“The Refashioning of Martin Guerre,” contains some revealing language. He begins by saying “It is the consensus [not HIS judgment, mind you, the consensus] that The Return of Martin Guerre is a genuine rarity, a work of sophisticated scholarship with general appeal”, (555) and proceeds to argue that “if historical records can be bypassed so thoroughly in the service of an inventive blend of intuition and assertion, it is difficult to see what distinguishes the writing of history from that of fiction.” Along the way, he implies that Davis may have lifted her story from Janet Lewis’s historical romance, since “Davis’s version of the story mainly differs from Lewis’s in her presentation of an explicit collaboration between the wife and the imposter” (569, 570).

Finlay accuses Davis of believing that “unsubstantiated insight can itself be taken as evidence” (559). “Nothing is cited from Coras’s text,” he says, “to support these contentions” (569). The text is supreme, and “speculation, whether founded on intuition or on concepts drawn from anthropology and literary criticism, is supposed to give way before the sovereignty of sources” (571). If documents are the only legitimate sources, presumably Finlay advocates giving up on the majority of those who lived in the past, and like the Guerres left no written records. Davis, for her part, counters that her reading was much more extensive than Finlay’s, and much more sophisticated. Where Finlay accuses her of manufacturing Coras’ suspicions of Bertrande, Davis quotes Coras own statement of those suspicions. She points out the specific endnote, which, oddly, does not exist in my edition of the book; and says this is just “one of several places where my notes were ‘beside the point’ for Finlay because he was inattentive to what was on Coras’s page” (592).

Surely this is the issue. Aside from the many (funny) personal shots the two historians take at each other, the disagreement comes down to Finlay’s suspicion that Davis is playing games with the past, and Davis’ portrayal of Finlay’s “inattentiveness to the whole argument of my book and his deafness to my authorial voice” (598). Davis’s interpretation rests on both texts and inferences made by examining the actions of her characters. She explains this persuasively in “On the Lame.” The problem seems to be that by writing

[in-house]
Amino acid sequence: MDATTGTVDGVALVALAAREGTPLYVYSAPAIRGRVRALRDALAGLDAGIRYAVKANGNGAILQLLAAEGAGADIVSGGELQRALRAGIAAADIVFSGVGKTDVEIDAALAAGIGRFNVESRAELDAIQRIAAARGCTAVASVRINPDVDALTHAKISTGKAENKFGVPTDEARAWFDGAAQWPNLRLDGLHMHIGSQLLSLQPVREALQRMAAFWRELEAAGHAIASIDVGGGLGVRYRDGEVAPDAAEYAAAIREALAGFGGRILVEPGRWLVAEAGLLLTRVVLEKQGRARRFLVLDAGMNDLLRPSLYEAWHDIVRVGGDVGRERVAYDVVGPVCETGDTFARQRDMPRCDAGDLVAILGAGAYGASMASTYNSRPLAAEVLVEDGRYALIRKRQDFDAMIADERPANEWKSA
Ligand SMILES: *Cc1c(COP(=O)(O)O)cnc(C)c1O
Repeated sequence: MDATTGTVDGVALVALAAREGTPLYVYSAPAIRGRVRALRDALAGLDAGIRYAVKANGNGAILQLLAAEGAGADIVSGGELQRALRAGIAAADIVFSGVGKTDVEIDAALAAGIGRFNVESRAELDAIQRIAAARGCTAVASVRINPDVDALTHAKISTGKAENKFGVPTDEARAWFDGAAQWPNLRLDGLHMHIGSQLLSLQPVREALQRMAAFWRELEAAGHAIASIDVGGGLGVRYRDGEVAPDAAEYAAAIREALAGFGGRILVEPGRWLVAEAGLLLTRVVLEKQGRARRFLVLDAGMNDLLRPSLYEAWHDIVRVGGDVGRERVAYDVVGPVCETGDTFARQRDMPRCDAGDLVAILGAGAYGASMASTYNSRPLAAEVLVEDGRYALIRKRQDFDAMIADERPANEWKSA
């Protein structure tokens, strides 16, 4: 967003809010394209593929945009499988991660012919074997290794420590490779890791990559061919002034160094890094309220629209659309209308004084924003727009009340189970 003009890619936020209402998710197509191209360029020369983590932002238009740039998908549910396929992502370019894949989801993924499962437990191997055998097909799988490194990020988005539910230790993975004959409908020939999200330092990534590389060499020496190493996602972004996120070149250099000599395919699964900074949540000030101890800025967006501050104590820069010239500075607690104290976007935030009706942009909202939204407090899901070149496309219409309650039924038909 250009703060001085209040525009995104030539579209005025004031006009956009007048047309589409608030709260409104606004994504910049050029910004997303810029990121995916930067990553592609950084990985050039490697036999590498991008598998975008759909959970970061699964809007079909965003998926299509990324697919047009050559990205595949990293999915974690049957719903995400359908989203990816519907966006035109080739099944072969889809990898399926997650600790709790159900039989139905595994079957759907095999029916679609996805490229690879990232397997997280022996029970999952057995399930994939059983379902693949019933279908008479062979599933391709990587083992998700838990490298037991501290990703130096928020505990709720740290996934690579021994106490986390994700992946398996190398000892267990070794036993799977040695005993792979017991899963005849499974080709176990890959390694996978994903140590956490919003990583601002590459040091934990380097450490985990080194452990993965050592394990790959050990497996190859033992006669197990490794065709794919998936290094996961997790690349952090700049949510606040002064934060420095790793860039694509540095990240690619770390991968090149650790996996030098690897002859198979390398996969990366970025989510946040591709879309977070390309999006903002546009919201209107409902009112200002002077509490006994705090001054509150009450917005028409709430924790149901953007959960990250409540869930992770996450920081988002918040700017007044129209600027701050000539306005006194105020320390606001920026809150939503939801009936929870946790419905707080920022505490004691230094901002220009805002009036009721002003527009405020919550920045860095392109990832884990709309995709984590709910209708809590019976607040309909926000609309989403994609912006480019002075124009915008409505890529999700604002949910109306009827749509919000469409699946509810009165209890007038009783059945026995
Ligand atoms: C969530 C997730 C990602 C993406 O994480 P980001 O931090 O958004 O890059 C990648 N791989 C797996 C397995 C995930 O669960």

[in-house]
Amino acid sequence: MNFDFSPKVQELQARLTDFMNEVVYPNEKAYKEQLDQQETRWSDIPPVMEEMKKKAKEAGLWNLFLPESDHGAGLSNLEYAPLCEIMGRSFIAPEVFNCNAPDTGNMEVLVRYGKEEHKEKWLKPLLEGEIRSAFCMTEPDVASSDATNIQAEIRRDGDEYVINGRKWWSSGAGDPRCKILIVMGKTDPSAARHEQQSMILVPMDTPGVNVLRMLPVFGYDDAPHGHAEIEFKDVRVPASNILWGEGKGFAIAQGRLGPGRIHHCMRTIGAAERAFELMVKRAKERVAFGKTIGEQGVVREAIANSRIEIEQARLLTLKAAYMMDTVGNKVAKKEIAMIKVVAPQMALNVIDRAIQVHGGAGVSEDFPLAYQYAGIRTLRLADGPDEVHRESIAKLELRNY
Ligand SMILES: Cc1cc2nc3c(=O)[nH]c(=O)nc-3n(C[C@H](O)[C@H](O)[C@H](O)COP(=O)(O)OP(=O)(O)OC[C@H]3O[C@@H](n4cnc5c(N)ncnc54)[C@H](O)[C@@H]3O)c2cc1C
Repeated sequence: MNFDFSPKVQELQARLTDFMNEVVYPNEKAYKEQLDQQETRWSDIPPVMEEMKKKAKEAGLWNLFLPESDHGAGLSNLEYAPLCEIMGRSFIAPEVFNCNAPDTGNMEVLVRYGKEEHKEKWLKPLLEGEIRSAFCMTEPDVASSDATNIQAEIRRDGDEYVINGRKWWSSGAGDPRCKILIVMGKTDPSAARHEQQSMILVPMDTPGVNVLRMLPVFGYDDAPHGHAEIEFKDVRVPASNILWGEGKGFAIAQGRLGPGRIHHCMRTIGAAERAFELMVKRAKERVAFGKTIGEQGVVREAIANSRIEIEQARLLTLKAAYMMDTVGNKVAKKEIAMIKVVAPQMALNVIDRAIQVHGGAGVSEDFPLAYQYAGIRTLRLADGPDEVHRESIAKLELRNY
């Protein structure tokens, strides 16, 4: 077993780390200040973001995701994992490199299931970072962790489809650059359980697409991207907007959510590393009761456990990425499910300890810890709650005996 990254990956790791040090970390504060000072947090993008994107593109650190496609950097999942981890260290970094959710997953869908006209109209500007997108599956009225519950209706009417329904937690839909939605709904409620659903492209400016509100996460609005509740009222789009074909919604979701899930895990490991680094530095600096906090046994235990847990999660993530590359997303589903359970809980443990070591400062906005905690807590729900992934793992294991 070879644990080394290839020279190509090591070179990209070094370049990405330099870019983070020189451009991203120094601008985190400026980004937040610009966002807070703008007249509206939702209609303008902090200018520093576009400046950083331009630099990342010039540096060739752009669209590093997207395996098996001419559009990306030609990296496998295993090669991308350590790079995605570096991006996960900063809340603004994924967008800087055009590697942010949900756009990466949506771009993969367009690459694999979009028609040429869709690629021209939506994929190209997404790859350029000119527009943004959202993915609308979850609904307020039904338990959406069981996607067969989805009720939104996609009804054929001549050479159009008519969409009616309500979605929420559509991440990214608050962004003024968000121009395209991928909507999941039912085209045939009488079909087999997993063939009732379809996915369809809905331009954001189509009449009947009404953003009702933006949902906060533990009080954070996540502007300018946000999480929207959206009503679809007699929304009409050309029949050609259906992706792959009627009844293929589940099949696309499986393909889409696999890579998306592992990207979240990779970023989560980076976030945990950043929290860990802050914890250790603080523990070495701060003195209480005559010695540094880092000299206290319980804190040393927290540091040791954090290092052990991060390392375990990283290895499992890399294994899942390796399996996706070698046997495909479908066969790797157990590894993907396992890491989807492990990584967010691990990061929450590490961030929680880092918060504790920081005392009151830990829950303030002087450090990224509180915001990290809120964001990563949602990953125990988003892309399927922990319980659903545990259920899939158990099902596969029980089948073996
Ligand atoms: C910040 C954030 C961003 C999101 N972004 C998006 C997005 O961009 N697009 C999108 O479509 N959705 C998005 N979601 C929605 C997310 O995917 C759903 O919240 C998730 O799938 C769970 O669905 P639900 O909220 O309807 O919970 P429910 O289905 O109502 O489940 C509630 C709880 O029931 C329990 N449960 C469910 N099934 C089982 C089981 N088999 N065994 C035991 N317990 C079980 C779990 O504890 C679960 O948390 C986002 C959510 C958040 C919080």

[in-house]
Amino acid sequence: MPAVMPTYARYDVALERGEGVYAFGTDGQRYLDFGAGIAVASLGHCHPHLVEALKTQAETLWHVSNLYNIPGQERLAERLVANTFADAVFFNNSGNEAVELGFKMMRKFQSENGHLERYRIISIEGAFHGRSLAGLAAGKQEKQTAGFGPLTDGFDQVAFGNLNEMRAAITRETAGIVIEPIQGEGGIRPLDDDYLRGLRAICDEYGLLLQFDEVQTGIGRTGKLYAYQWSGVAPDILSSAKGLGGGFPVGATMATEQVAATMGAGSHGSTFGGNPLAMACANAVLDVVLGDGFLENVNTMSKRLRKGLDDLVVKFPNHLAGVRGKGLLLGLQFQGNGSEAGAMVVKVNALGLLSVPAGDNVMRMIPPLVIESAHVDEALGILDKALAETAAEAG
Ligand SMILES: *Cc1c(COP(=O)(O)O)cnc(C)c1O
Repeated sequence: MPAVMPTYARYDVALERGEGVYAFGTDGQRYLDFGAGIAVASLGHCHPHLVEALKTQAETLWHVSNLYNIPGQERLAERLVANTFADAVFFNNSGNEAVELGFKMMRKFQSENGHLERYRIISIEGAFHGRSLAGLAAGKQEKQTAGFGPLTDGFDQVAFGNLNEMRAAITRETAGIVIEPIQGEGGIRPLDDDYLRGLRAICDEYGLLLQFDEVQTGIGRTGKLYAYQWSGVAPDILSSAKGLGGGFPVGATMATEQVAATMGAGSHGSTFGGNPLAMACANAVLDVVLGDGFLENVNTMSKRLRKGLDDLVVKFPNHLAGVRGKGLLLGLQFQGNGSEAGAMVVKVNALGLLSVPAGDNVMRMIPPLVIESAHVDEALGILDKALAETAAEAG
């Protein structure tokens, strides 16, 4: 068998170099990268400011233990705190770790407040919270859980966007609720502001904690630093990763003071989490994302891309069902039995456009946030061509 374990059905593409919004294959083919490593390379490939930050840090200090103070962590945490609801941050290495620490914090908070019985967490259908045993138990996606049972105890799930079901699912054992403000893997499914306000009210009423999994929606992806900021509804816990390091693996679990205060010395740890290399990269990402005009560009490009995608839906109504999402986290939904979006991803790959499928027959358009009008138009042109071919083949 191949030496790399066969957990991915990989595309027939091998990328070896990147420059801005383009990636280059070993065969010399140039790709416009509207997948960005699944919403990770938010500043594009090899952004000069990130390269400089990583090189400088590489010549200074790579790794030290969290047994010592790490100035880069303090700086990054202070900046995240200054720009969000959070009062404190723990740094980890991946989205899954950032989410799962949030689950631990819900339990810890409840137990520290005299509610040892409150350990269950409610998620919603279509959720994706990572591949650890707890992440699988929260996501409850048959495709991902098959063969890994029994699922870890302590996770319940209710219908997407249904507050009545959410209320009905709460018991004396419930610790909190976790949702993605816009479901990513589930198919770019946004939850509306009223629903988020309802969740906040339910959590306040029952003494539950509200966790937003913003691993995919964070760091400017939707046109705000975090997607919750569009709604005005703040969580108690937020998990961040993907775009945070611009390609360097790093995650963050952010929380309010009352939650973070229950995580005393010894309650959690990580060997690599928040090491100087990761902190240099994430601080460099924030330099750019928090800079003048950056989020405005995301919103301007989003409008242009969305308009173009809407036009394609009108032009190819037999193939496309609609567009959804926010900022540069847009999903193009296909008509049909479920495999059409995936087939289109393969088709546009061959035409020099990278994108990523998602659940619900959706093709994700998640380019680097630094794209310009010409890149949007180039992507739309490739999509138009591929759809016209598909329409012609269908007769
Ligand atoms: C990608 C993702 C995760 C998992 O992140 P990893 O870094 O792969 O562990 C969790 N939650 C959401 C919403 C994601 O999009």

Martin Guerre in the style she did, Davis undermined her ability to present an argument and conclusions acceptable by historians like Finlay. The narrative was, as Finlay complained, a straightforward series of assertions about what happened and how people felt. The endnotes were mostly technical abbreviations, and did very little to show the historian’s process or the evidence she considered in crafting her story.

So, who are we writing history for? As Finlay snidely observed,
Martin Guerre was popular. A lot of people read it, and gained some insight about how people lived nearly 500 years ago. Or, about how some people may have lived. Is it important, whether they were clued into the subjective, contingent elements of the knowledge they gained about the past? Despite her demonstrated interest in them, did Davis’ style in Martin Guerre help or hinder the reader’s understanding these complexities?

I like the experiment of
Martin Guerre, and the question both Finlay and Davis pose: “In historical writing, where does reconstruction stop and invention begin?” (569, 572) The reader experiences a fast-moving, straightforward narrative differently from an erudite, heavily-qualified scholarly text; and DIFFERENT readers experience it. I think the question of the public’s experience of history is an interesting one. Certainly, with the variety of legitimate historiographical schools and their competing sets of techniques for examining the past, it makes no sense to limit the tools historians can use to express their findings to the point where all histories look like academic monographs. That would be like giving everybody an 18-wheeler, when some people clearly want and need only a pickup. But, what responsibility do we have as writers, to give our readers access to the gears, nuts and bolts (and baling-wire) behind the finished vehicle?

Would a cinematic
Martin Guerre story, backed up by an in-depth documentary of the primary sources, the historian’s techniques and conclusions, have resulted in a less contentious book? Would the public have picked up a thicker book? Would they have checked the endnotes more frequently, if they found a description of sources and a discussion of the historian’s process there, rather than a series of coded references to archival documents they’d never see? Do those incomprehensible notes really communicate anything beyond the author’s demand to be believed? It seems as if an opportunity to invite the public into the historians’ world has been missed.

ps. If I was writing a fictional story based on these elements, I’d amplify on two things. First, the “miraculous” reappearance of the original Martin Guerre at the crucial moment. Second: “Trying to take him off guard, President de Mansencal asked him how he had invoked the evil spirit that taught him so much about the people of Artigat. Coras said that he paled and for once hesitated, to the judge a sure sign of guilt.” This is the one moment in the record where pseudo-Martin seems to lose his cool.

pps. Interesting coincidence that modern technology for capturing images was pioneered by
Louis Daguerre.